La Grange Company Turning Red Algae into Cosmetic Line

AlgEternal CEO David Ramjohn shows off some vertical growth modules used to grow red algae inside the old La Grange Dodge Dealership on SH 71.

Folks driving west of La Grange on SH 71 at night may have noticed some strange purple lights coming from the old La Grange Dodge Dealership. One observer compared them to something out of a sci-fi movie. It’s not an alien invasion, but it is pretty high tech.

AlgEternal, a La Grange based algae farming enterprise, set up shop in the building about a year ago. Those purple lights are growing lamps for the company’s newest venture – Porphyridium cruentum, a strain of red algae the company plans to use in a line of cosmetics.

AlgEternal CEO David Ramjohn said that strain of red algae uses photosynthesis to harness the power of light at the ultraviolet end of the visible spectrum – hence the purple colored lamps. Those red algae produce a protective cell coating called sulfated polysaccharide, a moisturizing and UV-protective substance. AlgEternal has developed a process to harvest that material from red algae. The company is partnering with a manufacturer to produce a cosmetic line called AlgAllure®.

Ramjophn described the cosmetic venture as “low-hanging fruit.” The company hopes the cosmetic line will provide operating revenue to fund bigger algae enterprises.

“For us, profit is not a four letter word, but we also want to do well by doing good,” Ramjohn said.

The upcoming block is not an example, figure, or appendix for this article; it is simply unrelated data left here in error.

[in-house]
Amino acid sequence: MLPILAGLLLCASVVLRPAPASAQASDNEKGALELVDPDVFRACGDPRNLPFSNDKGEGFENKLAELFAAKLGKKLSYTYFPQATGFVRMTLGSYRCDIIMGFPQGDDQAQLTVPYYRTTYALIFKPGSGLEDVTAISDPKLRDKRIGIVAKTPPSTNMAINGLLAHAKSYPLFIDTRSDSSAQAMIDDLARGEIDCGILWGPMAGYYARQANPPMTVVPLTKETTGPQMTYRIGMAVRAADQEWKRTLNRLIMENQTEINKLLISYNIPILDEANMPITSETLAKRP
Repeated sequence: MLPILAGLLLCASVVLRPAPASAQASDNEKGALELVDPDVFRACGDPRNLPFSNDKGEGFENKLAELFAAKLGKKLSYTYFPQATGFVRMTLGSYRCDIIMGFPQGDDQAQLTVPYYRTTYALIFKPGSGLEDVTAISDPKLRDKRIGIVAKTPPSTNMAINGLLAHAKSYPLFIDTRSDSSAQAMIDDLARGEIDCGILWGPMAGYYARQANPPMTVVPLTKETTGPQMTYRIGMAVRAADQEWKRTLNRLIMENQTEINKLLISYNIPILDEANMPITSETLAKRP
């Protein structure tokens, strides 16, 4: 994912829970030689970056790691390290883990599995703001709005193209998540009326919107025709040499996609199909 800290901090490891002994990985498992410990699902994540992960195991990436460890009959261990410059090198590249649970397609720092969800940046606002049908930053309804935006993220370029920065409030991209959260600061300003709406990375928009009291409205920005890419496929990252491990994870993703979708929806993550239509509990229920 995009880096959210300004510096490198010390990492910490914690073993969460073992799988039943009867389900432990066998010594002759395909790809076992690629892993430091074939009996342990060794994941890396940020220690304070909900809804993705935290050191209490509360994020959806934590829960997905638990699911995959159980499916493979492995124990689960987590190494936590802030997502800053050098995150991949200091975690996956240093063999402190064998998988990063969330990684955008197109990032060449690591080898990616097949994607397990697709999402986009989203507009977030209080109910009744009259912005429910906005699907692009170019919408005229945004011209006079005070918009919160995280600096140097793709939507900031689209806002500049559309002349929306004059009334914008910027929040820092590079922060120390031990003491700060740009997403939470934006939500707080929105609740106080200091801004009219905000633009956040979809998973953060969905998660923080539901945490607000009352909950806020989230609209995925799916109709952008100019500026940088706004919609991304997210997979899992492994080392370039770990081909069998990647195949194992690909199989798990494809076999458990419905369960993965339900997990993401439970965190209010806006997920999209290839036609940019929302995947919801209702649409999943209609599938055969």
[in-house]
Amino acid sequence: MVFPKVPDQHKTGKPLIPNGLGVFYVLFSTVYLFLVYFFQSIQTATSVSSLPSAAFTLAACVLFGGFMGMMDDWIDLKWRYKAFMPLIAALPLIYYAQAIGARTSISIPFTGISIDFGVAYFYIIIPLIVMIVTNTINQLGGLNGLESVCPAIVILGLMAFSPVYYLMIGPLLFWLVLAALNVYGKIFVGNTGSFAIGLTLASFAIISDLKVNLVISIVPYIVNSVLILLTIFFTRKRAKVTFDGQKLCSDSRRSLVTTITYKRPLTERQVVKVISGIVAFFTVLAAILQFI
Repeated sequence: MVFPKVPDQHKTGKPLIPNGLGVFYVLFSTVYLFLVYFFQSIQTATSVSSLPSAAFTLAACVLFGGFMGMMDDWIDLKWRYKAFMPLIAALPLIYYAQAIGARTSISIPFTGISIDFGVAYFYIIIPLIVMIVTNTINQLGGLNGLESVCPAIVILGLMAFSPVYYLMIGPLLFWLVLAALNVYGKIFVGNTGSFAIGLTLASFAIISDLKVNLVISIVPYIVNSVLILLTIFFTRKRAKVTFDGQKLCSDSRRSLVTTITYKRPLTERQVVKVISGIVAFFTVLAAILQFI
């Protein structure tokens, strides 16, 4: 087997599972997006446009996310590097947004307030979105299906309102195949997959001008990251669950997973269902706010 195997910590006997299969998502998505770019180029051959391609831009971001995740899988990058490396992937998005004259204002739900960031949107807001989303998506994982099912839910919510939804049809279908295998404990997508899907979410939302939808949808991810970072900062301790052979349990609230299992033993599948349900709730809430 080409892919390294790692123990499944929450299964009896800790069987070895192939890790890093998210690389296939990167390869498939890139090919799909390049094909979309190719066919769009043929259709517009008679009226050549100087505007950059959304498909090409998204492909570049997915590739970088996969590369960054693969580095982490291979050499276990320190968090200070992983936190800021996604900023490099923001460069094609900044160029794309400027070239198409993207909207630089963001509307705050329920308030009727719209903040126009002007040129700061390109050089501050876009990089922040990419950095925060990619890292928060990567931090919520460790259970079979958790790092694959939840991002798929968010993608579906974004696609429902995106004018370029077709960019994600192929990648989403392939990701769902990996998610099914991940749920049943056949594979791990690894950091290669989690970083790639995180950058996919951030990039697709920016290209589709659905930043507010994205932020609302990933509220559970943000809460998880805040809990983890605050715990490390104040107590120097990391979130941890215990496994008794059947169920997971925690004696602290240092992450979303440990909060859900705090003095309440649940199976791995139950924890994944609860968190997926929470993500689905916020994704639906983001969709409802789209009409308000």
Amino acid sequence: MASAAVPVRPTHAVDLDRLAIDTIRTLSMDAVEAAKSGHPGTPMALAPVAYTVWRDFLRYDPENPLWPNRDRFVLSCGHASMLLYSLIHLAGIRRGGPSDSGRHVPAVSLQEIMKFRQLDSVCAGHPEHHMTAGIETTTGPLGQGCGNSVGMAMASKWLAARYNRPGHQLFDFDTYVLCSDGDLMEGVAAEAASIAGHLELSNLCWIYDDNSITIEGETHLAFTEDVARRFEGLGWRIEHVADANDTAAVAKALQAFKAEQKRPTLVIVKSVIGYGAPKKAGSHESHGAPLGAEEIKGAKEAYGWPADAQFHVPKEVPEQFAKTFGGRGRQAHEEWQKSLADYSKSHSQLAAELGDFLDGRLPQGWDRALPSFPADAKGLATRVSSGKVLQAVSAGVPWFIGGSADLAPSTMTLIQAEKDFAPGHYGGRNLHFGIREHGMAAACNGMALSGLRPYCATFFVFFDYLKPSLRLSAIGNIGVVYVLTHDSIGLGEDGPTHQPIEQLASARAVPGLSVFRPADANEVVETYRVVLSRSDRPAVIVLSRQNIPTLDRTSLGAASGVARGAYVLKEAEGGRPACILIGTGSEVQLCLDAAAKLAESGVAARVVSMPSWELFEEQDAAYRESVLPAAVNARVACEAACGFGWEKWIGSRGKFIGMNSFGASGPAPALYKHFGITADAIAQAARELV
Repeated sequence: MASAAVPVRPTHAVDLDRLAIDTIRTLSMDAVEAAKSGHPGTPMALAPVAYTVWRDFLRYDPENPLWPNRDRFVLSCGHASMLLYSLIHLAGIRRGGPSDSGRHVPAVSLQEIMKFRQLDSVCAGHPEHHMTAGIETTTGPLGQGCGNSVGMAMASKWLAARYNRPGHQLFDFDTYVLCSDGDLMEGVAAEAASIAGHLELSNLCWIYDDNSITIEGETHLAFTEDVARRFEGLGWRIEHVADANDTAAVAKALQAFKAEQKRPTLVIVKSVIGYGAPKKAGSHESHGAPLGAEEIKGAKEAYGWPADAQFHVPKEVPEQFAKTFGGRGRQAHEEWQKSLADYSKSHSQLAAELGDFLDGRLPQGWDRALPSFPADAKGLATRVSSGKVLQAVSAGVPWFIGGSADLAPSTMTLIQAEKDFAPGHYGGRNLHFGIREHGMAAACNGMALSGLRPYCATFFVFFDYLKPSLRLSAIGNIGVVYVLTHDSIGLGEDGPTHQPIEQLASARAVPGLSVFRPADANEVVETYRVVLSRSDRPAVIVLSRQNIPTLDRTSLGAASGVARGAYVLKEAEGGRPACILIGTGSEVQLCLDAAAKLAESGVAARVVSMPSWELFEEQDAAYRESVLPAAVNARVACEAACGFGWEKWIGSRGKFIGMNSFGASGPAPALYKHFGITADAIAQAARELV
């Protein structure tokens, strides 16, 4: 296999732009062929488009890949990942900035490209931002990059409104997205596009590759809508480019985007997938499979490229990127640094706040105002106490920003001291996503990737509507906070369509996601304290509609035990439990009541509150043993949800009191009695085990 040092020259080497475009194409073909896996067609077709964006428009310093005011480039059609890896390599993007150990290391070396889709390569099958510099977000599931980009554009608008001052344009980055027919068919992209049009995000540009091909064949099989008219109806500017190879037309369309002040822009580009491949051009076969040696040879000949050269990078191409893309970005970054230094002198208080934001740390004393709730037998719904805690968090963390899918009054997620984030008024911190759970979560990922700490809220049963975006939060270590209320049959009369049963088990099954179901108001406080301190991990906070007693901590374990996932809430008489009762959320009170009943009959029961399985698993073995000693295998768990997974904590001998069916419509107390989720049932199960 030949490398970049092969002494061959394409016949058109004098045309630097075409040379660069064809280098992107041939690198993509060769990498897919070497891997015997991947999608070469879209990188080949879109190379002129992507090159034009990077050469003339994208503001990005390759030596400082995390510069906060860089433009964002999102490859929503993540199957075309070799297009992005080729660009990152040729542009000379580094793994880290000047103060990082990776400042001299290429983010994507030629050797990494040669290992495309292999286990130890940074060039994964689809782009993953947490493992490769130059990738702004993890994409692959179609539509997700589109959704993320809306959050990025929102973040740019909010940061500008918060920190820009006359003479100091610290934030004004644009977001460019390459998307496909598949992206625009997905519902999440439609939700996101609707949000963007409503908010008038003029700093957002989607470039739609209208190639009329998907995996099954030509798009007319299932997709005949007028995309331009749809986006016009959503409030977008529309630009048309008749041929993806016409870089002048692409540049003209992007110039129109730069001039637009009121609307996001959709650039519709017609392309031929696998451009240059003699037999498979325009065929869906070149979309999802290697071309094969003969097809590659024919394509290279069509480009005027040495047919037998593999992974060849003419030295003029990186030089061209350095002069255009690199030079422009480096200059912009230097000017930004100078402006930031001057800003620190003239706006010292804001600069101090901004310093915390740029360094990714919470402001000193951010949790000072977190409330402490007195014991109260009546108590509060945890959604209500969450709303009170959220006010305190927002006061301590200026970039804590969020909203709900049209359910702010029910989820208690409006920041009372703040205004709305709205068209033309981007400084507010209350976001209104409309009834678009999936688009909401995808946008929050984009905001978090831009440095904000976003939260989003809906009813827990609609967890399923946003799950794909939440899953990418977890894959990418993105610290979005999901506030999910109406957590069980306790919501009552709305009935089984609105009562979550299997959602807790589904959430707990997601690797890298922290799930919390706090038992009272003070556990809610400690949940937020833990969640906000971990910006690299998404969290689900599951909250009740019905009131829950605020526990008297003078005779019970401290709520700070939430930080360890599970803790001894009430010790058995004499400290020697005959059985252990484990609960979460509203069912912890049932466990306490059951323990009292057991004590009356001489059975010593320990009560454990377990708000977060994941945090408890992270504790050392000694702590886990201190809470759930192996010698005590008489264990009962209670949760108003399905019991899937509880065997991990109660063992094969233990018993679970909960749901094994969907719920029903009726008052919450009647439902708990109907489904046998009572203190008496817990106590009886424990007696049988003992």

AlgEternal has concentrated on algae-based soil amendments since the company began. The company’s trademark product, Agtivate, claims to reinvigorate the microorganisms in soil essential for productive plant growth. He cited a study from Texas A&M University that showed the product can reduce fertilizer requirements on rice crops by 75 percent. The company is continuing tests on other grain crops and hay. Ramjohn said he expects to see similar results when those studies are complete.

Ramjohn said some other algae enterprises have financially failed in efforts to produce liquid fuels like gasoline from algae.

“Over 90 percent of our crude oil came from algae that was living millions of years ago,” Ramjohn said. “It just takes time, temperature and pressure. We can recreate that in a laboratory and turn living algae into crude oil that you can put straight into a refinery and make gasoline. However, it costs much more than $2 a gallon to do that. I can’t compete with Murphy’s gas station, but I can sell soil amendments for $225 a gallon.”

Ramjohn said he sees biofuels as a dying industry. “I believe the internal combustion engine will be obsolete in 40 to 50 years,” Ramjohn said. “We’re already seeing it today. Look at what Elon Musk and Tesla are doing with electric cars, and they just rolled out their first electric 18-wheeler.”

More importantly, he said, industries will need to find new sources for plastics, which algae can provide. “We are essentially doing succession planning for a post-petroleum world,” Ramjohn said. For more information about AlgEternal.

Author- Andy Behlen
Source- The Fayette County Record
Date –  December 29, 2017

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